The future of every society, great and struggling, is in the hands of its young people. These future leaders and their store of knowledge, their abilities to reason, their worldviews and skills will determine the improvements and problems the rest of the century will bring.
With this perspective in mind, some education experts in the United States harbor concern that, if education policies and teacher recruitment and retention approaches in the U.S. don’t see some change, the country will face compounding societal challenges in the years and decades ahead.
Many point to the less-than-heartening standing of the U.S. education system in the ranking compiled by PISA, the Program for International Student Assessment, as one of the sources of this concern. The most recent PISA report, released in 2015, placed the U.S. at a below-average 38th out of 71 countries in math and 24th in science.
The story of the U.S. education system gets rougher when one takes into account what the results showed about the inequality that persists within it. Disadvantaged students in the U.S. are two-and-a-half times more likely to be low performers on the exam than their more-advantaged counterparts.
The fact that such disparity in the education system exists in the United States because, in this country, lack of resources is not the issue—it’s how they’re applied. The U.S. is one of the wealthiest countries in the world, with a per capita GDP in 2014 of roughly $55,000. Accordingly, the U.S. spends a relatively high amount on education per student. Between the ages of 6 and 15, the country spends about $115,000 per student – more than any country in the PISA ranking besides Luxembourg, Switzerland, Norway, Austria, and Singapore.
These disparate numbers and ranking suggest that at issue for the education system in the U.S. is not the need to secure more funding, but the need for better policies. What follows is a list of five policy lessons the U.S. can learn from their PISA rankings—and from the countries who do a better job of managing to narrow the inequality gap without sacrificing performance.
1. Plot a clear strategy to improve the education experience for all students and narrow inequality gap.
The PISA 2015 report notes that the countries whose educational systems offered students the best outcomes and the least indication of inequality had instituted clear, carefully thought-through strategies with reduction of inequality in mind. For example, British Columbia in Canada developed a plan to improve the outcomes of Aboriginal students.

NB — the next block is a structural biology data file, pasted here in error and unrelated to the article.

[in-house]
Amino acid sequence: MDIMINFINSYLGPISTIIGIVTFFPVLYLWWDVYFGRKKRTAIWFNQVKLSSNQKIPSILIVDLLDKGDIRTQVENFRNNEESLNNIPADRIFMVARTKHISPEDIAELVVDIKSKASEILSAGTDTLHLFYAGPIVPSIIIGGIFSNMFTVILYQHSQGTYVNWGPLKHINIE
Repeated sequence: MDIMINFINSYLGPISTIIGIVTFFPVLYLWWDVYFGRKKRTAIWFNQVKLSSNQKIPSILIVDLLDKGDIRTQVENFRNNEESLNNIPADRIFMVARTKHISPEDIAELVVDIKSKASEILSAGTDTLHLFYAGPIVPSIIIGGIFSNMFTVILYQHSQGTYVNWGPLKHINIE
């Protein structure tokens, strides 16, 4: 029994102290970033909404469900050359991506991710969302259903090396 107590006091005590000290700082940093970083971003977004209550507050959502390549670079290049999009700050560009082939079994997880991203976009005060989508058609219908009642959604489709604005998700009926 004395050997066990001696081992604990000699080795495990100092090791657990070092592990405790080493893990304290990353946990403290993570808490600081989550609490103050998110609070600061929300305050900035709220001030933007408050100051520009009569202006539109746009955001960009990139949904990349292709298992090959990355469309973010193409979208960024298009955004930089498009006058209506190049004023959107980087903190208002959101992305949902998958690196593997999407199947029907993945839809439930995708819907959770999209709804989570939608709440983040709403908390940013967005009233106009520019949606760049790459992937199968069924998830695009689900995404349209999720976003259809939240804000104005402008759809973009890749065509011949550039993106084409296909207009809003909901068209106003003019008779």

2. Hold to equally rigorous standards for all classrooms.
Some countries have shown that adopting standardization programs—and making sure that low-performing schools are held to those standards as diligently as top-performing ones—have been successful in bringing schools and their students onto a more-level playing field. Starting from the conviction that every student—no matter where in the country he or she lives—should receive a similar education will lead in the direction of a sound standardization policy.
3. Put a focus on teachers as a central force for change in the education system.
Countries that pay teachers a comfortable living wage and offer practical support to those in the most difficult situations tend to see the benefits in their students’ learning outcomes. Since the United States faces a teaching shortage, especially in schools serving the most vulnerable populations, such changes would likely go a long way in improving the problem of inequality here.
4. Equalize the share of resources among all school systems.
Right now, American schools in higher-income regions see the benefit of higher tax revenues, only exacerbating the other advantages those students enjoy. The PISA report details how many high-performing education systems across the world take steps to ensure that resource allotment is equalized – so that all students can equally benefit from a country’s wealth.
5. Pay special attention to at-risk schools and districts, to monitor and ensure major progress.
Given that many schools and their students are starting from a deep disadvantage that has been decades and centuries in the making, it follows that policies should favor at-risk schools when putting in place programs like after-school mentoring programs, arts programs, teacher-hiring programs, and the like.
With these policies in mind, policymakers and advisors in the U.S. can make great strides in building an equitable education system for all of the country’s students—and build a stronger society in the process.